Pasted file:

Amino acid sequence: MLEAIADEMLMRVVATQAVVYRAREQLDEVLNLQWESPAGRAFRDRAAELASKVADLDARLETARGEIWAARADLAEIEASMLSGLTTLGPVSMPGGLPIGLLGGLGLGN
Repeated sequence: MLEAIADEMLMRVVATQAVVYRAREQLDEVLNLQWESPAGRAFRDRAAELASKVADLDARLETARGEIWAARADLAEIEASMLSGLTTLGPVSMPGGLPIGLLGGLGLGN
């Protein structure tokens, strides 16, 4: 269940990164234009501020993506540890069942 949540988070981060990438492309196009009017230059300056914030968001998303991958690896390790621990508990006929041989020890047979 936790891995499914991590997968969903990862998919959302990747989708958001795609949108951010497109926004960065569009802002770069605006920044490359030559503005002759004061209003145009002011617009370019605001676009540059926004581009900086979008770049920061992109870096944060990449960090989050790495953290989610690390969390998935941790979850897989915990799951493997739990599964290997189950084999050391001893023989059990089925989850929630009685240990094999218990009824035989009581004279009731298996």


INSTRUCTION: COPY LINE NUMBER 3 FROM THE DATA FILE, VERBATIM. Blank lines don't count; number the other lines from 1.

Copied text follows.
């Protein structure tokens, strides 16, 4: 269940990164234009501020993506540890069942 949540988070981060990438492309196009009017230059300056914030968001998303991958690896390790621990508990006929041989020890047979 936790891995499914991590997968969903990862998919959302990747989708958001795609949108951010497109926004960065569009802002770069605006920044490359030559503005002759004061209003145009002011617009370019605001676009540059926004581009900086979008770049920061992109870096944060990449960090989050790495953290989610690390969390998935941790979850897989915990799951493997739990599964290997189950084999050391001893023989059990089925989850929630009685240990094999218990009824035989009581004279009731298996």